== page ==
"You would consider anything further down the road but remember our audiences like the live format. Look at the way the UK do chatshows. They are very good but they are so sanitised. Irish audiences grew up with the live format on 'The Late Late' and culturally they expect it.

"There is a different expectation from Irish audiences. We have tried some of those recorded chatshows but they feel canned. The UK is different. I don't want to see us pull out of that space."

If TV has its problems, then things are a little calmer at Radio 1. Mr Curran is full of praise for Sean O'Rourke since taking over from Pat Kenny, and singles out Marian Finucane's weekend show, calling its performance "phenomenal".

Mr Kenny's departure to Newstalk caused a sensation but he has been the only big name to leave, despite RTE's tough negotiating stance on the fees being paid to its "top talent".

"I actually think the on-air presenters have worked with us in accepting these cuts and I don't care what your salary or fee is, if it is reduced by 60pc it is a lifestyle adjustment. People will say it should never have been as high in the first place but that's a different argument."

While Radio 1 has continued to perform well, the same can't be said for 2fm. Buffeted by the most competitive market in Irish radio, it has been swamped by a host of independent broadcasters, such as Spin 103.8.

Dan Healy was brought in last year to turn it around and to that end the station revamped its line-up this month. The DG is optimistic about its future but makes clear there will have to be hard decisions made if the station is not self-sufficient by 2016.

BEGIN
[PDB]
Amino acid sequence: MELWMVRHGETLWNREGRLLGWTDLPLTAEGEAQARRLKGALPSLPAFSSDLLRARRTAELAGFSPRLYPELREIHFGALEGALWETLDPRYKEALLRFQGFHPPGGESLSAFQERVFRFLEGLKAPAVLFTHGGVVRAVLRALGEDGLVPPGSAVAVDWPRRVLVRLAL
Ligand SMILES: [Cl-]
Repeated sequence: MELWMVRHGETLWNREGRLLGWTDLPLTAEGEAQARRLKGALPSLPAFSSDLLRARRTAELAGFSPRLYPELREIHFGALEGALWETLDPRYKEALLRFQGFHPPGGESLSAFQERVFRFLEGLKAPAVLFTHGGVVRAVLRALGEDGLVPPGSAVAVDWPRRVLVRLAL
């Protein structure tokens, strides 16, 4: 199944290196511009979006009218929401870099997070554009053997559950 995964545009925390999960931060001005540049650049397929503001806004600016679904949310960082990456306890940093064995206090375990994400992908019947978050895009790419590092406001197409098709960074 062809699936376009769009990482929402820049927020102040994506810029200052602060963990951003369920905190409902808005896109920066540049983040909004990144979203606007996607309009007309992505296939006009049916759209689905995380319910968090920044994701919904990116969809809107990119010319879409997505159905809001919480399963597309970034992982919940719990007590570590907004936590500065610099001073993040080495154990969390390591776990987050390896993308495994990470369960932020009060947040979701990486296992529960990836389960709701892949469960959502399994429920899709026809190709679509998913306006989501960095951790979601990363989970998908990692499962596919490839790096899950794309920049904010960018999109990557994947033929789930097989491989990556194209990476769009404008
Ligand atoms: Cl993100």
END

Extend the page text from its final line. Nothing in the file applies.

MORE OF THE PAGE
In his words, there will be "no scared cows" if 2fm cannot stand on its own two feet by then. The explicit threat of closure isn't made, but the message is clear.

The suggestion that more cuts may have to be made at 2Fm inevitably brings us back to the question of money.

The €130m in costs that have disappeared from the business included some €30m in state funding which has gone away. While Mr Curran and his team have worked hard to maintain programming on a much tighter budget, the goalposts keep on being moved and it is the Government that is doing it. When Finance Minister Michael Noonan announced that public funding for RTE would be cut by another €5m at last October's Budget, there was no consultation with the broadcaster. Mr Curran is clearly still sore about it four months later.

"We need stability, pure and simple, he says.

"We took costs out, got it back to a profitable situation for the first time since 2008 and with no notice we lost €5m in funding in the Budget. You are making assumptions in terms of costs and then suddenly you are €5m down with no warning."

The repeated cuts lead to a wider question about the public service broadcaster. Namely, is there a long-term future for it?